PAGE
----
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You won't see him on cable news, but President Trump's hardline trade negotiator Robert Lighthizer is wielding extraordinary — and growing — influence inside the White House.
Why this matters: Lighthizer makes the pro-trade community nervous. He agrees with Trump that the mounting trade deficits with China are unacceptable. And he's staking out such hardline negotiating positions with South Korea (on the KORUS trade deal) and Canada and Mexico (on NAFTA) that top Republicans on the Hill and in Washington's business community fear he will torpedo both deals.
Behind-the-scenes: Shortly before Trump left for Asia, Lighthizer met with the entire economic team in the White House to discuss the U.S.-China relationship. If the Trump administration takes the hardline actions we expect them to eventually take on China, historians will look back on this meeting as a seminal moment.
The scene — these details were described to people outside of the White House and weren't disputed by Lighthizer's spokeswoman or the White House:
Lighthizer — in front of the whole economic team including Cohn, Mnuchin, Commerce Secretary Wilbur Ross, and Agriculture Secretary Sonny Perdue — described the U.S.-China economic relationship as "bullshit." Lighthizer laid out the history of the last 25 years of U.S.-China relations. He went through what each "dialogue" was called under presidents Clinton, Bush, and Obama. His point: every administration comes up with a new catchword and strategic framework to describe the U.S.-China relationship, but the trade deficit with China just keeps ballooning by the billions.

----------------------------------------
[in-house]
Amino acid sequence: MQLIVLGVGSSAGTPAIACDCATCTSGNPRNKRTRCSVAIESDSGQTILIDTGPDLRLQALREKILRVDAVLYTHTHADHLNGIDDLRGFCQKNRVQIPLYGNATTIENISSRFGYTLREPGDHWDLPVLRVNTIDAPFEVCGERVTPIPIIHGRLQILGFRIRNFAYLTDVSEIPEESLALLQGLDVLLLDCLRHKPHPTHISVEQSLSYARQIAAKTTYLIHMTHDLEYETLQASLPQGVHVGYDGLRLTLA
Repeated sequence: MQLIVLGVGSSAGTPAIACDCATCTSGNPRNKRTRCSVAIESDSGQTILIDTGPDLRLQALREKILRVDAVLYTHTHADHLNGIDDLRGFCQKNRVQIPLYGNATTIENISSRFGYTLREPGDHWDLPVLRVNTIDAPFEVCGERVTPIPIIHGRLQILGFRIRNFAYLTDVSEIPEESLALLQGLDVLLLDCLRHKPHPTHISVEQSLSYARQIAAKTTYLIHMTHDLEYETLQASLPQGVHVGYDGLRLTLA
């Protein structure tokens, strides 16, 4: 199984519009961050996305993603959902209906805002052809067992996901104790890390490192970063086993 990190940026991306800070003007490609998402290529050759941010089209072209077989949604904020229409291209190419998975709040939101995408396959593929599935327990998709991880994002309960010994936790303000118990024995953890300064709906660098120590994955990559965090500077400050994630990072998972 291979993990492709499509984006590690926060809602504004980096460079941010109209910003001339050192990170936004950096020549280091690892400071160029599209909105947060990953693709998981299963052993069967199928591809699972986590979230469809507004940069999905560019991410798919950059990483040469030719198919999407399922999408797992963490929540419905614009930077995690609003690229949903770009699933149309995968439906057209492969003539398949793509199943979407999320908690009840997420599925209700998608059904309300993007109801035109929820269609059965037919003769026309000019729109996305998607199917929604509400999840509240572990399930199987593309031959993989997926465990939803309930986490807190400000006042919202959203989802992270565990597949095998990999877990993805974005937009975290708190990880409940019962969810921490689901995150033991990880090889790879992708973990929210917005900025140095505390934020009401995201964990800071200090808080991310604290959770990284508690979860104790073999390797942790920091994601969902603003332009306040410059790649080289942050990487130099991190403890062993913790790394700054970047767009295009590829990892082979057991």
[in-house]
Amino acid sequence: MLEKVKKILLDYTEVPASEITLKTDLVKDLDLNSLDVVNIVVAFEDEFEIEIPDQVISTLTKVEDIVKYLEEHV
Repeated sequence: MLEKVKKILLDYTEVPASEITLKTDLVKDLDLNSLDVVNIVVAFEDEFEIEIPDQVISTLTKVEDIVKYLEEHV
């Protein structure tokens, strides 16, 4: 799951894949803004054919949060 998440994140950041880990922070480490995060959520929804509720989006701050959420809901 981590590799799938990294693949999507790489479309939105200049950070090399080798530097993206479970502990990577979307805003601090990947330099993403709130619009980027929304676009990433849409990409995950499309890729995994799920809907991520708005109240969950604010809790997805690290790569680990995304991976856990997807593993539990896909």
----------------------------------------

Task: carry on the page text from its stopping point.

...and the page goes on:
I'm told many in the group — which includes officials like Cohn who often disagree with Lighthizer philosophically — found Lighthizer's presentation compelling.
Why he's gaining influence: There aren't many senior officials in this administration who share Trump's hardline / protectionist views on trade. Steve Bannon did — but he's gone and not missed by his colleagues. Then there's Peter Navarro — but his colleagues have little respect for him, frequently marginalize him and accuse him of leaking stories to the press. That leaves Lighthizer, whose views cannot be dismissed because he's been a major figure in U.S. trade policy since the Reagan administration. He wins internal arguments with his colleagues by swamping them with his historical knowledge.
Worth noting: Avowed free-traders in the administration didn't even push back against this narrative when I reached out to them.
What's next: The Trump administration has been very secretive about its next moves on trade policy. You won't see anything aggressive before tax reform is done. But people on the Hill and in the business community — who worry about this administration taking harsh economic actions against China — shouldn't be lulled by Trump's public praise of President Xi. Behind the scenes, Lighthizer's arguments are winning the day.
Tax reform and the end of year spending deal will consume all of Washington's oxygen until the end of the year. But quietly, a potentially far more important, though far less sexy story is unfolding.
If Mitch McConnell's schedule goes to plan, the week after Thanksgiving the Senate Majority Leader will confirm his ninth federal judge. That would beat President Reagan's eight in his first year — the most in recent history. And it triples the three federal judges President Obama appointed in his first year in office.
Why this matters: The federal courts affect almost every area of policy: gun rights, presidential executive orders like Trump's travel ban, social policy issues like abortion and freedom of religion, and tensions between regulation, litigation and private enterprise. McConnell's judges — who passed through a well-funded and organized conservative pipeline — will shape the U.S. over many decades in ways we can't yet imagine.